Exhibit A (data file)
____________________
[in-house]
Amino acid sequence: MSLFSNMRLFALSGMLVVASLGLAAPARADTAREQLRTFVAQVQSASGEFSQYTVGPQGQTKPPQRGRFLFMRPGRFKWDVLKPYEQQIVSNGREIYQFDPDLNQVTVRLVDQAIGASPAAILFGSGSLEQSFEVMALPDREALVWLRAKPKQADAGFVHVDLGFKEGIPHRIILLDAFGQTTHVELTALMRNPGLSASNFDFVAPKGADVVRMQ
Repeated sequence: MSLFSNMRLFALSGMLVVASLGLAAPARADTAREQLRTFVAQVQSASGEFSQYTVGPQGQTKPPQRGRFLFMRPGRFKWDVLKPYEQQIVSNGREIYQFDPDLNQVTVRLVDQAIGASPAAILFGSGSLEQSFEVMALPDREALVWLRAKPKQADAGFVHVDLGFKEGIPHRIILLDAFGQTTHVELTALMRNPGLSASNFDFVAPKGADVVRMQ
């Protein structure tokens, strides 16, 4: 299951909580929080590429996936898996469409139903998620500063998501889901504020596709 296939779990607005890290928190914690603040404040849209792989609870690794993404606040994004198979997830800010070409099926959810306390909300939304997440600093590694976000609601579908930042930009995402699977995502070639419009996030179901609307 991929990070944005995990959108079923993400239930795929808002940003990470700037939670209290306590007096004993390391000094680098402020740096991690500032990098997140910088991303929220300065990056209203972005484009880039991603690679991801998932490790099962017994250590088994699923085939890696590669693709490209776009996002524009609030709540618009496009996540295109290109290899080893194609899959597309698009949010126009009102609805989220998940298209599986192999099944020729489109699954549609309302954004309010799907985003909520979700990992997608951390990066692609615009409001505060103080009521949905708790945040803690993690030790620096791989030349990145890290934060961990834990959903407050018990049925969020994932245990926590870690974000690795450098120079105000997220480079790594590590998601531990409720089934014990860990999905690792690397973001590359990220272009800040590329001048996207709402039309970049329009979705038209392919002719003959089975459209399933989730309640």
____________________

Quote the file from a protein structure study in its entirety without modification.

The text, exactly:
[in-house]
Amino acid sequence: MSLFSNMRLFALSGMLVVASLGLAAPARADTAREQLRTFVAQVQSASGEFSQYTVGPQGQTKPPQRGRFLFMRPGRFKWDVLKPYEQQIVSNGREIYQFDPDLNQVTVRLVDQAIGASPAAILFGSGSLEQSFEVMALPDREALVWLRAKPKQADAGFVHVDLGFKEGIPHRIILLDAFGQTTHVELTALMRNPGLSASNFDFVAPKGADVVRMQ
Repeated sequence: MSLFSNMRLFALSGMLVVASLGLAAPARADTAREQLRTFVAQVQSASGEFSQYTVGPQGQTKPPQRGRFLFMRPGRFKWDVLKPYEQQIVSNGREIYQFDPDLNQVTVRLVDQAIGASPAAILFGSGSLEQSFEVMALPDREALVWLRAKPKQADAGFVHVDLGFKEGIPHRIILLDAFGQTTHVELTALMRNPGLSASNFDFVAPKGADVVRMQ
């Protein structure tokens, strides 16, 4: 299951909580929080590429996936898996469409139903998620500063998501889901504020596709 296939779990607005890290928190914690603040404040849209792989609870690794993404606040994004198979997830800010070409099926959810306390909300939304997440600093590694976000609601579908930042930009995402699977995502070639419009996030179901609307 991929990070944005995990959108079923993400239930795929808002940003990470700037939670209290306590007096004993390391000094680098402020740096991690500032990098997140910088991303929220300065990056209203972005484009880039991603690679991801998932490790099962017994250590088994699923085939890696590669693709490209776009996002524009609030709540618009496009996540295109290109290899080893194609899959597309698009949010126009009102609805989220998940298209599986192999099944020729489109699954549609309302954004309010799907985003909520979700990992997608951390990066692609615009409001505060103080009521949905708790945040803690993690030790620096791989030349990145890290934060961990834990959903407050018990049925969020994932245990926590870690974000690795450098120079105000997220480079790594590590998601531990409720089934014990860990999905690792690397973001590359990220272009800040590329001048996207709402039309970049329009979705038209392919002719003959089975459209399933989730309640």